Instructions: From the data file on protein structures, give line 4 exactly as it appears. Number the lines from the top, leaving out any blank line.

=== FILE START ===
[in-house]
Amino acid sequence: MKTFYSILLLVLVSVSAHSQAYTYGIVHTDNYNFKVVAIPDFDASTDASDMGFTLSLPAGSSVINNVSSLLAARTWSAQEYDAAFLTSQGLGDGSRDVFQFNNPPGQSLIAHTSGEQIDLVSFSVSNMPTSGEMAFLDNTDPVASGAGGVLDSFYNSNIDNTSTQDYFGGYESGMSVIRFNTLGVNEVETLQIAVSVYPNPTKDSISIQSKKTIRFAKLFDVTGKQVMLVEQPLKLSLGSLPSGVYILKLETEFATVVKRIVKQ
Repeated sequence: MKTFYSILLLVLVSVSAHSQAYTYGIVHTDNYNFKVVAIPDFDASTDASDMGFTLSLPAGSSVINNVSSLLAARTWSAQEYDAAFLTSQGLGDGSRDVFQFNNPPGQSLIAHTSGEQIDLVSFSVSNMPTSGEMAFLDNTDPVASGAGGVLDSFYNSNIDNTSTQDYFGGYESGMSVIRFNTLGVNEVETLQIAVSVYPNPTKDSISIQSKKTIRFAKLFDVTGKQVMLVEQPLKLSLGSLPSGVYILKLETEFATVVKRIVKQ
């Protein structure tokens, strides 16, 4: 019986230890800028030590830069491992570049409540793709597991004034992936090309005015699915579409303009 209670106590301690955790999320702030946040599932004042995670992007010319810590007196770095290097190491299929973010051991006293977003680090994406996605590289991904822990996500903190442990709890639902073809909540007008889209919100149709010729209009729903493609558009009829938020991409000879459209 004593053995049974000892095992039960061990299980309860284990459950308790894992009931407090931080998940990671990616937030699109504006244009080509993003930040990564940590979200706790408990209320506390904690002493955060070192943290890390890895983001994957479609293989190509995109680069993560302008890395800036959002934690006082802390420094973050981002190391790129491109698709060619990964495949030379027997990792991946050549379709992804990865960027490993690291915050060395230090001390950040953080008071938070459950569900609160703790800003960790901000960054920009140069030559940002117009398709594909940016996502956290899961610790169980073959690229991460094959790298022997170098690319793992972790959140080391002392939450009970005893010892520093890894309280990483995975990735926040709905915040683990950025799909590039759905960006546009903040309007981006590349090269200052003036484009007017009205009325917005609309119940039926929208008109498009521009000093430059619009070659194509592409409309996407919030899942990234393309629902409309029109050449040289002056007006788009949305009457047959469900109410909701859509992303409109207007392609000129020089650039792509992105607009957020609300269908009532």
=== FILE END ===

């Protein structure tokens, strides 16, 4: 019986230890800028030590830069491992570049409540793709597991004034992936090309005015699915579409303009 209670106590301690955790999320702030946040599932004042995670992007010319810590007196770095290097190491299929973010051991006293977003680090994406996605590289991904822990996500903190442990709890639902073809909540007008889209919100149709010729209009729903493609558009009829938020991409000879459209 004593053995049974000892095992039960061990299980309860284990459950308790894992009931407090931080998940990671990616937030699109504006244009080509993003930040990564940590979200706790408990209320506390904690002493955060070192943290890390890895983001994957479609293989190509995109680069993560302008890395800036959002934690006082802390420094973050981002190391790129491109698709060619990964495949030379027997990792991946050549379709992804990865960027490993690291915050060395230090001390950040953080008071938070459950569900609160703790800003960790901000960054920009140069030559940002117009398709594909940016996502956290899961610790169980073959690229991460094959790298022997170098690319793992972790959140080391002392939450009970005893010892520093890894309280990483995975990735926040709905915040683990950025799909590039759905960006546009903040309007981006590349090269200052003036484009007017009205009325917005609309119940039926929208008109498009521009000093430059619009070659194509592409409309996407919030899942990234393309629902409309029109050449040289002056007006788009949305009457047959469900109410909701859509992303409109207007392609000129020089650039792509992105607009957020609300269908009532």